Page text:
Busting Myths About the Flu Shot

Influenza is one of the most common and most underestimated illnesses. Millions of people around the world contract the flu each year, and thousands of them die from it. The flu is especially dangerous for young children, seniors, and people with chronic medical conditions, such as those that suppress the immune system. The flu shot is an easy, effective way to keep your family healthy and out of urgent care this season. A medical provider will be happy to discuss any concerns you might have about this injection.

Myth: Flu shots aren’t safe for pregnant women.

Actually, expecting mothers are strongly urged to get an annual flu shot as soon as it’s available, as pregnancy is a risk factor for severe flu symptoms and related complications. Pregnant women who contract this illness are more likely to require hospitalization. The shot is safe for use during any trimester, and getting it during pregnancy gives the baby important antibodies to protect him or her during the vulnerable early months of life. Public health experts also recommend the flu shot for women who have given birth recently, as they continue to be at a high risk of severe symptoms for two weeks after childbirth.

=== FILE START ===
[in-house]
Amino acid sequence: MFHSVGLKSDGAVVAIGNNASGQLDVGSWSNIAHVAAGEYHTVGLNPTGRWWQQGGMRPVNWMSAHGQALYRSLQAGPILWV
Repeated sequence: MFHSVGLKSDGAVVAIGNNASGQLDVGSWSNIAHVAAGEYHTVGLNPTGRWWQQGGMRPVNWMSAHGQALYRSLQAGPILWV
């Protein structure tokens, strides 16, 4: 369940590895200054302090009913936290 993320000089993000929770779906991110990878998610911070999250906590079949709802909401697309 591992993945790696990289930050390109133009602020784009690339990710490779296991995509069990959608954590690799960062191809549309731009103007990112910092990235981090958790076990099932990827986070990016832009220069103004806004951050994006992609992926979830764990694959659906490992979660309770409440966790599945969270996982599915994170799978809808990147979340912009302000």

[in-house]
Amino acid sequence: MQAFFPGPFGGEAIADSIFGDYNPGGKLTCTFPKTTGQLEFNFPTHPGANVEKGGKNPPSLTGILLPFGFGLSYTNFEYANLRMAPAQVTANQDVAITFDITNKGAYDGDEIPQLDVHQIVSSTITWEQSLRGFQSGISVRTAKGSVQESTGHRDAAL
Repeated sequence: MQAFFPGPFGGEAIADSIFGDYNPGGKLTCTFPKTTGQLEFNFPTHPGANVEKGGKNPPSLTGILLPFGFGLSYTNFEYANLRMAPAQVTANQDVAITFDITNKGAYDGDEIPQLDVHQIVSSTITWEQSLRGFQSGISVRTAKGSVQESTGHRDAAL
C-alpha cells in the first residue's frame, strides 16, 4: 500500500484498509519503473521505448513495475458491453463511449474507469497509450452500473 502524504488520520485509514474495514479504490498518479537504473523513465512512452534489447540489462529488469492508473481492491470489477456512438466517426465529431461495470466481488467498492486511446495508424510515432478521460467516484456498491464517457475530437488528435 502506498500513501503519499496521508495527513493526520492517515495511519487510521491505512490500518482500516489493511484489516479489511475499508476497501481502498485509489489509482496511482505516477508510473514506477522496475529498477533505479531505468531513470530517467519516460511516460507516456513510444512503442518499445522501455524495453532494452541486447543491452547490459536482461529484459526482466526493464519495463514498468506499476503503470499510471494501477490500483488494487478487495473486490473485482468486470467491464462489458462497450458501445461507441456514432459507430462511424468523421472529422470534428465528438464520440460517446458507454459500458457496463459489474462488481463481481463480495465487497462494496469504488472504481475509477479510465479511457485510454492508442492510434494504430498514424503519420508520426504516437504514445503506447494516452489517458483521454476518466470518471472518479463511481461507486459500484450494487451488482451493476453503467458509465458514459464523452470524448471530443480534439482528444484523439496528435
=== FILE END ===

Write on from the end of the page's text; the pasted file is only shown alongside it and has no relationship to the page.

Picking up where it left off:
Myth: I don’t need a flu shot if I’m not a child or a senior.

If you aren’t at a high risk of severe symptoms and life-threatening complications, you might naturally begin to wonder if you really need the shot. The truth is that the shot is important for everyone, even for those who are at an average risk. Even if you don’t require hospitalization for this illness, it still causes very unpleasant symptoms, keeps you out of work or school for a week or longer, and puts your loved ones at risk of contracting it.

Myth: Flu shots aren’t very effective.

All vaccines given in the U.S. undergo rigorous testing to ensure safety and effectiveness. However, it’s still possible for patients to become ill despite getting a flu shot for the following reasons:

  • The patient becomes ill with a virus that isn’t influenza.
  • The patient contracts the flu within the two-week, post-injection waiting period that’s necessary for the body to produce the protective antibodies.
  • The patient becomes ill with a different strain of flu other than the ones included in the flu vaccine.

No appointment is needed to get your low-cost or free (for Medicare patients) flu shot at Paramount Urgent Care. For more information, please visit www.paramounturgentcare.com. If you do develop an upper respiratory infection and live near Orlando, you can rely on our urgent care providers to help you feel well again.

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